"They didn't want anyone to see it obviously," Mrs Gibb said. "They didn't hand it out."

The QAS investigation showed a hungry dispatcher wanting to go on a meal break and not allowed to eat at her station had improperly coded the incident as non urgent and sent an ambulance from a distant station without lights flashing.

Mrs Gibb said it was appalling the dispatcher was so poorly trained not to know what was life-threatening.

"People need to know what they are doing if they are taking calls," she said.

Other communication breakdowns, faulty equipment and excuses made her question the soundness of the QAS management. Ambulance worker units already have flagged poor morale and a bureaucratic culture that blames the line staff when things go bad.

"It sounds really incompetent, a really amateur show. They are putting lives at risk," Mrs Gibb said. "It makes me quite angry."

QAS Commissioner Russell Bowles, who admits to a "litany of errors" that make him not proud of the way the case was handled, claimed his agency wasn't hiding anything and had fixed the things that caused the errors.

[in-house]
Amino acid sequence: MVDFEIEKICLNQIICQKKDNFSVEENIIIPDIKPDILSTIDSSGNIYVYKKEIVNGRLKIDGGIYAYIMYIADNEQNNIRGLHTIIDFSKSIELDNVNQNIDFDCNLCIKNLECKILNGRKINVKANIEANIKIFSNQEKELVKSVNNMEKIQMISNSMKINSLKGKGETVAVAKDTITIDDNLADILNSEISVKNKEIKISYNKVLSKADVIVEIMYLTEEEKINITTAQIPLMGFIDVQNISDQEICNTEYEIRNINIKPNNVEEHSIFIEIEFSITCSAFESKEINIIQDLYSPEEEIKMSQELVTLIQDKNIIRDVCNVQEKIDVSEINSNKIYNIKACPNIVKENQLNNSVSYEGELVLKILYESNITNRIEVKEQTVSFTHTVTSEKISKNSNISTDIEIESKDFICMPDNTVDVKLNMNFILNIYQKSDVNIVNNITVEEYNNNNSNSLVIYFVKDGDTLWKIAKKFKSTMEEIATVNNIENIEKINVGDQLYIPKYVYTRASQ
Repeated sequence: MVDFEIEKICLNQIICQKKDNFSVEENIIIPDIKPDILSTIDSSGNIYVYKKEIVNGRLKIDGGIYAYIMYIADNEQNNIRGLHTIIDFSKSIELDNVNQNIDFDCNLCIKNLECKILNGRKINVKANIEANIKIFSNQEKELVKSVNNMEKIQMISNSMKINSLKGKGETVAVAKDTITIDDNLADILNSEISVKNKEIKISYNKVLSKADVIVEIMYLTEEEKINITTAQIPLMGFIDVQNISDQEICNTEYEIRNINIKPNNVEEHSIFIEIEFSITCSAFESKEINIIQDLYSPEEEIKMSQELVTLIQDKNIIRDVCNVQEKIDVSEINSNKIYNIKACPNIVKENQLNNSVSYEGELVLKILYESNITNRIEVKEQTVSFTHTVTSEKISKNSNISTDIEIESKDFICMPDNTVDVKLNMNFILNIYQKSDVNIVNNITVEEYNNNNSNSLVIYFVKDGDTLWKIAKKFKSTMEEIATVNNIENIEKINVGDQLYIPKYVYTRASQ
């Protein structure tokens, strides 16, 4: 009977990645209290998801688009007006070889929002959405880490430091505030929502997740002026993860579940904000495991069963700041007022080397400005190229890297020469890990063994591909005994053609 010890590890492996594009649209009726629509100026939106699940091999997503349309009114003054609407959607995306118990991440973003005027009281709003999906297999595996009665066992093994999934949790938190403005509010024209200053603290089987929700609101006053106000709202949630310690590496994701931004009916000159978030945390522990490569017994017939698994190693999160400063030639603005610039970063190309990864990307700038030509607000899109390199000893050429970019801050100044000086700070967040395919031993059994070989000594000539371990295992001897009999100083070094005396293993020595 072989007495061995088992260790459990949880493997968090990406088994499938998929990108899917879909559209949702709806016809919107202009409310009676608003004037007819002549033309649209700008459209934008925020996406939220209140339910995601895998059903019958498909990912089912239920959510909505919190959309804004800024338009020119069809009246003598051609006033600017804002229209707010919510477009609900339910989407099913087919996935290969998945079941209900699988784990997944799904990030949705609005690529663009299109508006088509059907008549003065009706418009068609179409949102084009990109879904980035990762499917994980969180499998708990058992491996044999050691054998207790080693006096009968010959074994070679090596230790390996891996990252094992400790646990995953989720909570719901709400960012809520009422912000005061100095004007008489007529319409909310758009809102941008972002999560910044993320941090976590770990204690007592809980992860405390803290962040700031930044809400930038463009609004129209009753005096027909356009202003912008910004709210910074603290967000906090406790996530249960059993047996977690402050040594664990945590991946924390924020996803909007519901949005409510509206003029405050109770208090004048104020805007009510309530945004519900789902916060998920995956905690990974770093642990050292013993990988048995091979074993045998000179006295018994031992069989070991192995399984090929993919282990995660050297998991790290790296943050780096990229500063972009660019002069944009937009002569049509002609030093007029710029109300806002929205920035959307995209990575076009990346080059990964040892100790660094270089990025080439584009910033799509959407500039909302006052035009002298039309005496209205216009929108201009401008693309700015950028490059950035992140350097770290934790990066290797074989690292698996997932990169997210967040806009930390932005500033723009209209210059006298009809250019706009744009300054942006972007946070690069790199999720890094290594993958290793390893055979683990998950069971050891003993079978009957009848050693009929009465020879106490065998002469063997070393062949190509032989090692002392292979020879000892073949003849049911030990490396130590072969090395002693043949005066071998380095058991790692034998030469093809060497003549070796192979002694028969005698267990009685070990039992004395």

He said QAS had referred the death to Queensland Health Quality and Complaints Commission and the Coroner as required.

The loss of her husband's income as a truck driver has created financial difficulty for the Gibbs, but QAS has offered nothing in the way of compensation for its mistakes.

Mrs Gibb said she might ask a solicitor to see if there was a case for negligence.

In a statement, the Community Safety department said there were "shortfalls" in the QAS performance in the man's death but no cover-up.

"The QAS has and continues to maintain a very transparent approach to aspects of quality assurance."

Community Safety Minister Jack Dempsey has continually declined interviews.


Bit by bit, Gillard fails to deliver on her promises

We're all paying for Labor's childish spending choices

Amanda Vanstone

My husband is one of those crazy guys who really, really likes cars. On holidays overseas he experiences genuine pleasure seeing hordes of flash cars that we might see only rarely in Australia.

His current desire is to own some sort of turbocharged Bentley that looks a bit like a Batman car to me. Alternatively, a Rolls-Royce. In my less-caring moments I take a cue from The Castle and tell him he's dreaming.